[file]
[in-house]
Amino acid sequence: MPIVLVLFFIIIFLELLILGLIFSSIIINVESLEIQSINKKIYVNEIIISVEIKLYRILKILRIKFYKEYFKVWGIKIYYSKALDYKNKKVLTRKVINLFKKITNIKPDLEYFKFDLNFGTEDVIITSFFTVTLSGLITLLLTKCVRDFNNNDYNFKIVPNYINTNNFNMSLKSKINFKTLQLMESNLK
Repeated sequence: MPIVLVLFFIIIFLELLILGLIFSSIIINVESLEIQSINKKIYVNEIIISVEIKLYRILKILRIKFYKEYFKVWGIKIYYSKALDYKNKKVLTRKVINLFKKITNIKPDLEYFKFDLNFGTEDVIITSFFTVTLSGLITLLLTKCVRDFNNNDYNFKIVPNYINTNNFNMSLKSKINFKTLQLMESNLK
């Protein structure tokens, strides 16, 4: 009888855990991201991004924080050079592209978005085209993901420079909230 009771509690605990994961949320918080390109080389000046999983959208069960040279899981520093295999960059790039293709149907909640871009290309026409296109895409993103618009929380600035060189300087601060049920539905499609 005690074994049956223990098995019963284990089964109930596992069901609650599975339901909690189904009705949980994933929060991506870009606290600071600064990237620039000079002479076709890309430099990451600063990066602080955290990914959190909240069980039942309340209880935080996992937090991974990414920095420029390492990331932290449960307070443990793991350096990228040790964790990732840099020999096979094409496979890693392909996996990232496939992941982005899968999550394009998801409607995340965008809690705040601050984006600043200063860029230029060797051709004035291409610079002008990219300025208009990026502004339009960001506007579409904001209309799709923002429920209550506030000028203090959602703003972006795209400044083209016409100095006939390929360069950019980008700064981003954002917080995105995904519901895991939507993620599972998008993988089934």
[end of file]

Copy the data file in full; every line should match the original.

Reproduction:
[in-house]
Amino acid sequence: MPIVLVLFFIIIFLELLILGLIFSSIIINVESLEIQSINKKIYVNEIIISVEIKLYRILKILRIKFYKEYFKVWGIKIYYSKALDYKNKKVLTRKVINLFKKITNIKPDLEYFKFDLNFGTEDVIITSFFTVTLSGLITLLLTKCVRDFNNNDYNFKIVPNYINTNNFNMSLKSKINFKTLQLMESNLK
Repeated sequence: MPIVLVLFFIIIFLELLILGLIFSSIIINVESLEIQSINKKIYVNEIIISVEIKLYRILKILRIKFYKEYFKVWGIKIYYSKALDYKNKKVLTRKVINLFKKITNIKPDLEYFKFDLNFGTEDVIITSFFTVTLSGLITLLLTKCVRDFNNNDYNFKIVPNYINTNNFNMSLKSKINFKTLQLMESNLK
């Protein structure tokens, strides 16, 4: 009888855990991201991004924080050079592209978005085209993901420079909230 009771509690605990994961949320918080390109080389000046999983959208069960040279899981520093295999960059790039293709149907909640871009290309026409296109895409993103618009929380600035060189300087601060049920539905499609 005690074994049956223990098995019963284990089964109930596992069901609650599975339901909690189904009705949980994933929060991506870009606290600071600064990237620039000079002479076709890309430099990451600063990066602080955290990914959190909240069980039942309340209880935080996992937090991974990414920095420029390492990331932290449960307070443990793991350096990228040790964790990732840099020999096979094409496979890693392909996996990232496939992941982005899968999550394009998801409607995340965008809690705040601050984006600043200063860029230029060797051709004035291409610079002008990219300025208009990026502004339009960001506007579409904001209309799709923002429920209550506030000028203090959602703003972006795209400044083209016409100095006939390929360069950019980008700064981003954002917080995105995904519901895991939507993620599972998008993988089934």